Agility is a primary cultural foundation of any organization in the 21st century. Even more so now that every sector is heading straight into a journey of digital transformation.
An agile culture is one that is able to adapt to a variety of factors without having to make fundamental changes to its core identity. Organizational agility enables companies to adjust, shift, head into an impending change alone or build partnerships and basically be flexible enough in the face of change. Having a culture that is ready for agility is the perfect way to build this pillar.
Agility is not just a nice-to-have anymore. It has become a necessity.
As a part of an extensive research conducted by Gallup, about 5,500 American and 4,000 European workers were asked a few questions in order to understand their perceptions about how agile are their organizations. Respondents were asked whether A: they believed that they had the right tools and processes required to quickly react to business needs and B: they believed that they themselves had the right mindset in the company to respond rapidly to business requirements.
The research found that those employees who said “YES” to both those questions more often than not also had the eight core cultural characteristics of agility embedded within their organizational culture. Agility covers all attributes ranging from an eagerness to share knowledge to making decisions quickly.
For an organization to become truly agile it must possess the following eight attributes within its culture: cooperation, speed of decision-making, trial tolerance, empowerment, technology adoption, simplicity, knowledge sharing, and a focus on innovation, according to Gallup.
As per the Agility Index, which measures how agile the culture of a company is, about 18 percent of the companies in the US have an agile culture, France is at about 16 percent, followed by Spain at 15 percent and UK and Germany at 13 percent and 10 percent, respectively.
Even though many companies end up boarding the bandwagon of agility and introduce processes such as Scrum Teams and Work Sprints, these cannot exist in a vacuum. There has to be a conducive environment wherein these processes will thrive and yield efficiency results.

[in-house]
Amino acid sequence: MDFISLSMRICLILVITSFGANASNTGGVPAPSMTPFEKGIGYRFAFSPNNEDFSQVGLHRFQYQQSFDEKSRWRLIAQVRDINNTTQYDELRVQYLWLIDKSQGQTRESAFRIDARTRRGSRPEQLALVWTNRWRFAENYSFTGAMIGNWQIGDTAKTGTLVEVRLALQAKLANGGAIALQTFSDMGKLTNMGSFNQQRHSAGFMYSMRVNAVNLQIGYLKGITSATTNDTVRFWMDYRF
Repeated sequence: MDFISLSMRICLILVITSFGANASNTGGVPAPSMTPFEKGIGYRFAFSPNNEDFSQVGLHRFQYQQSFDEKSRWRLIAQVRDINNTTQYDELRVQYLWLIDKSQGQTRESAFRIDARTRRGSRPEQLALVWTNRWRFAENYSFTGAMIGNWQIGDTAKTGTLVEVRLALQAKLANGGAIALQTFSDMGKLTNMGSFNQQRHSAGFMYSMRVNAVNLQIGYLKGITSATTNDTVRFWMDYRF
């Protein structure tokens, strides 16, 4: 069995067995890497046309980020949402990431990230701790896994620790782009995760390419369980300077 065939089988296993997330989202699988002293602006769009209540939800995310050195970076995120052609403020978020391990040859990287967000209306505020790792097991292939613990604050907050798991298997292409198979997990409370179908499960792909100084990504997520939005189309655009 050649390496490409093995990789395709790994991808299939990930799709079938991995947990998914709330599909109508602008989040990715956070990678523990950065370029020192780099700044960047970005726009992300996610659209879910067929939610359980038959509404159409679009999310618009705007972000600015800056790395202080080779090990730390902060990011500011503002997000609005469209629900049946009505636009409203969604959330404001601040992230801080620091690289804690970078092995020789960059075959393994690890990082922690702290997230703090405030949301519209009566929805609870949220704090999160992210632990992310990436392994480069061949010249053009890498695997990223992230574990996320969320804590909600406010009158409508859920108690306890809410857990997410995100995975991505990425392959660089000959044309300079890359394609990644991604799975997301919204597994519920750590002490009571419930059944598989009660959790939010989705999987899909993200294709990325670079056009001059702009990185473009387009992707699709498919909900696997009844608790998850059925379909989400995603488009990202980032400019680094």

In the race to boost workforce productivity by leaps and bounds, many a time, effecting a culture change can take a back seat. Thus, once the eight basics are in order, leaders can embark upon the journey of building a sustainable and scalable culture that welcomes change and is agile enough to adapt and innovate.
Tapping into the individual employee's expertise not only in terms of the subject matter but also in terms of their intuitions about the market, customer needs, and the product can go a long way in building a culture that encourages taking ownership and this feedback can be incorporated in the fast-changing strategy.
Now, as HR leaders, how can you know whether your teams are truly agile?
There are some traits that are common to agile organizations, according to Torben Rick, an international senior executive experienced in change management.
--An agile culture motivates employees to always look for ways to improve even though they’ve become successful by the leaders’ standards.
--Alignment and crystal clear clarity about the company’s mission, vision, and values.
--All employees in an agile workplace look at failure as a chance to learn something new.
--The level of ownership and accountability is exceptionally high in an agile organization.
--Employees and leaders in a truly agile company are unafraid of working cross-functionally and look at it as a way to upskill themselves.
Customer needs are at the center of an agile culture. If you are an HR professional, your customers are the employees at your workplace! It is precisely why as an HR leader you would be at the helm of leading the implementation of an agile culture both within the HR function and among the rest of the teams. When customers’ needs change, so must your product or approach to the services. In an economy wherein market forces transform rapidly and employees have to adapt to newer technologies, learn, unlearn, upskill, and reskill at an unprecedented speed, an agile culture and environment come to the rescue!
An agile culture is not just about embracing newer technology faster. It is about embracing the right technology in an efficient manner in a way that helps the organization achieve its end goal. It is about working with multiple iterations. It is about celebrating successes. It is about holding yourself and your team members accountable. It is about pushing the boundaries of your own comfort zones and challenging yourselves and your departments to do better work.